I get this one at least several times per week – how should I store my coffee?
For me, the answer has been obvious for a long time. You should store your coffee, well packaged, in the freezer. My answer was the result of my own empirical observations; my coffee tastes better that way. I’ve tried it many different ways, and many times have wound up (inadvertently) with the same batch of beans, some stored in the freezer and some on the counter. I usually drink espresso, and my observation is that the freezer beans require a grinder setting close to what is needed for fresh, while the counter beans need a significantly finer grind to result in an acceptable pull. Then there is the taste – the frozen ones just taste better.
Often, this conversation tails off in the comment from the customer, “I’ve heard so many things I’m not sure what to do”. And this is after I just answered the question – they are still not sure! And so I realized that my answer to this question to date has been weak. Sure I have lots of anecdotal data that leads me to believe the freezer is correct, but where is the rigorous data, and the understanding of the underlying mechanisms? In my life as an engineer and scientist, my little bush league experiments would have been viewed with great skepticism, as well they should. So I decided to do what I should have done a long time ago – read the academic literature on the subject and make an informed conclusion based on data and peer-reviewed publications.
Turns out, perhaps unsurprisingly, that this is a pretty well-studied topic. I had a bunch of papers to wade through, and they all cost money to read. So I decided to read all the abstracts and rely on the papers that made their core arguments in fields where I’m competent. That ruled out the chemistry based papers – while I can follow along well enough on those, I lack the deep domain expertise in that subject that would allow me to critically assess what the authors were saying. Instead, I would up focusing on papers that relied on statistics and material science, fields where I do have domain expertise.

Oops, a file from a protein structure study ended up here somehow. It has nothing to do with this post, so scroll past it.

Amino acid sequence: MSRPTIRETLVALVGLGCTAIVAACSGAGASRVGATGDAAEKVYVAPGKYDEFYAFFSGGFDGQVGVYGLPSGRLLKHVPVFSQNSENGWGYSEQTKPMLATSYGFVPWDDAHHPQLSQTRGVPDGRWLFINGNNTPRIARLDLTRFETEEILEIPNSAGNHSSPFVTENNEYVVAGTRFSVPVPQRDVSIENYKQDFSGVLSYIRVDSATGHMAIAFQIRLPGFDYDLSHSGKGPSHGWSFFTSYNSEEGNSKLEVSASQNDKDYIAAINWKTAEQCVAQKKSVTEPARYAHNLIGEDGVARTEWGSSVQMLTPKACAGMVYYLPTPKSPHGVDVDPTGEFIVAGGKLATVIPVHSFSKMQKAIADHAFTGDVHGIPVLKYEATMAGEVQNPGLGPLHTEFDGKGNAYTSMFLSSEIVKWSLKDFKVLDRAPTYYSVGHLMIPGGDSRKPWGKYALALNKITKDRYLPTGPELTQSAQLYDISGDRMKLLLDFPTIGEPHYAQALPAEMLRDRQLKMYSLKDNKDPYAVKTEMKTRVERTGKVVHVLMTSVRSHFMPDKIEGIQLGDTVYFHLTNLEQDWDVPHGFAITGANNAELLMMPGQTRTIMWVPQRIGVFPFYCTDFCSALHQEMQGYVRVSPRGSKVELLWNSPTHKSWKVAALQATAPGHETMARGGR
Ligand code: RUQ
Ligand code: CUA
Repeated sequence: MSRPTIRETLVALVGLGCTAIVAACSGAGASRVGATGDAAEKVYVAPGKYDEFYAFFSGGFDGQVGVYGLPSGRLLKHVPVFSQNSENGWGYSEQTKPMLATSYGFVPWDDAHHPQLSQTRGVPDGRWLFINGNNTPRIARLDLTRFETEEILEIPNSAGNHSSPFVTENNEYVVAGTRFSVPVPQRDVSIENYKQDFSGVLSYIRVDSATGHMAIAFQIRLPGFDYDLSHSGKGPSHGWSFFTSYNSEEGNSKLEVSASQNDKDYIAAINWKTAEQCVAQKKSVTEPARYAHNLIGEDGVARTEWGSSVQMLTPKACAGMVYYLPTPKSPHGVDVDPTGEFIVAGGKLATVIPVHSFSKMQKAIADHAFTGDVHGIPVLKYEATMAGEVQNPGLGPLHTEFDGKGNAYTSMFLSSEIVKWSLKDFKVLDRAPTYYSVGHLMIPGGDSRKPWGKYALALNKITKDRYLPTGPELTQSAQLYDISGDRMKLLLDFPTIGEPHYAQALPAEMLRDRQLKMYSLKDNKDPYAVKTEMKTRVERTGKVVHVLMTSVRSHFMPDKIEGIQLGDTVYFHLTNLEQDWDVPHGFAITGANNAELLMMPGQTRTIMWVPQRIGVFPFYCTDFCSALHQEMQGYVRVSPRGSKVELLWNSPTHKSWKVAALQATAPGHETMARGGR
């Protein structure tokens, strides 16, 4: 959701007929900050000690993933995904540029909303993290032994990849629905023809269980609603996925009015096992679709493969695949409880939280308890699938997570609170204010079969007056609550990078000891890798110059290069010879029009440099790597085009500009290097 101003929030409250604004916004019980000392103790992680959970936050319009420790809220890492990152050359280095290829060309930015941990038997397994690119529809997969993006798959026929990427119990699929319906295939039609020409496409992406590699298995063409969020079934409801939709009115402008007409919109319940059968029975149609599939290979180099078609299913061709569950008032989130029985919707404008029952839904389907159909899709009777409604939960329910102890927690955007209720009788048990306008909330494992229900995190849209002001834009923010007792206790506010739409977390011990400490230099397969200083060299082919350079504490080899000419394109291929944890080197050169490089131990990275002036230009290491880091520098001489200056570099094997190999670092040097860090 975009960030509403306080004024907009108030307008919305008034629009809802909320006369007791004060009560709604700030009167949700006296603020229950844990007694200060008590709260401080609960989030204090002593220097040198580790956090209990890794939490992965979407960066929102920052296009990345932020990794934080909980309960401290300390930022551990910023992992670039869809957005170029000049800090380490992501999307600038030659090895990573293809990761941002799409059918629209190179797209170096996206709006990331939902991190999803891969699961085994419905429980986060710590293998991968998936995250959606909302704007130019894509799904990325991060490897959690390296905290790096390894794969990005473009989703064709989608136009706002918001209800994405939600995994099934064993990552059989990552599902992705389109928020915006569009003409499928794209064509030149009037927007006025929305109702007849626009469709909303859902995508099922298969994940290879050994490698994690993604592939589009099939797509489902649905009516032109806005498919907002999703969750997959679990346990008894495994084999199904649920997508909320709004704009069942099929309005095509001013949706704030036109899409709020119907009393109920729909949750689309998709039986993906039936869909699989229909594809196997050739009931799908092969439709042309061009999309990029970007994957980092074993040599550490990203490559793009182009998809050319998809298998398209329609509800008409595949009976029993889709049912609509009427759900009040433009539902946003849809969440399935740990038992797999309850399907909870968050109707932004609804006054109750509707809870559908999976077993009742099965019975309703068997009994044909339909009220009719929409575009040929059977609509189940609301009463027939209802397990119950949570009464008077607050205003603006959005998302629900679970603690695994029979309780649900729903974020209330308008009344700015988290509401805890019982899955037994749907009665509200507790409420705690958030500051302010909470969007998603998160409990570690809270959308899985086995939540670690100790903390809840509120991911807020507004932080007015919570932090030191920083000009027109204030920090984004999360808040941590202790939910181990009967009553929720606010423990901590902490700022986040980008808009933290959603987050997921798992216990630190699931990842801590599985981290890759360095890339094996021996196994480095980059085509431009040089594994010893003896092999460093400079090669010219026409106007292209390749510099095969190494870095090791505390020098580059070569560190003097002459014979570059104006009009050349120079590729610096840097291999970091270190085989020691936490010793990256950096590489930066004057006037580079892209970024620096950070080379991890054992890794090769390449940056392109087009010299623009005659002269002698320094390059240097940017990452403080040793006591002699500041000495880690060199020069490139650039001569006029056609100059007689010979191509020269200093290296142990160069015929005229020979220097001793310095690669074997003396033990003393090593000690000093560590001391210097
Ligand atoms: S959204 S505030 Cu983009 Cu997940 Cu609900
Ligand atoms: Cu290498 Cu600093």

One paper in particular I found to be very illuminating: Cardelli and Labuza, Application of Weibull Hazard Analysis to the Determination of the Shelf Life of Roasted and Ground Coffee, published in Food Science and Technology, Volume 34, Issue 5, August 2001, pages 273-278. The Cardelli paper attracted me because I made extensive use of Weibull analysis for my master’s thesis. I refreshed my understanding of Weibull Hazard Analysis specifically with Bryan Dodson’s excellent book, The Weibull Analysis Handbook. I have the first edition; I’m sure there are subsequent updates. I also read some papers from a person whose work I followed in a parallel life – Constantin Yiannoutsos, Professor of Medicine at Indiana Univerity Medical School. Dr. Yiannoutsos’ research includes changes in survival risk over time for patients with HIV and cancer; certainly more serious stuff than figuring out when your coffee will go stale, but analytically it’s the same procedure. I pulled one of the references in the Cardelli paper, Dugle, J., Note on Experts Versus Consumers: a Comparison, Journal of Sensory Studies, 12, 147-153 (1996). Finally, I came across a nice masters’ thesis (in addition to my own!) from Ross Larsen at BYU titled “Food Shelf Life: Estimation and Experimental Design” submitted for his degree completion in 2006; Larsen used SAS for his analysis, and as a SAS programmer myself I was very comfortable with his methods and results.
The Cardelli methodology was to grind the coffee (Colombian Arabica was the most specific description of the coffee), then have a panel of taste testers try the coffee at t=0 and then again at subsequent time points. Tasters were equally male and female, and the inclusion criterion was that they be habitual black coffee drinkers (I didn’t realize there were that many left out there!). It is fair to question whether non-professional consumers can accurately rate the coffees, at least I thought it was a fair question. Turns out that is the subject of the Dugle paper, which concluded that your taste buds are just as good as mine, on average. Certainly I know I have many discerning customers, so this was no surprise to me.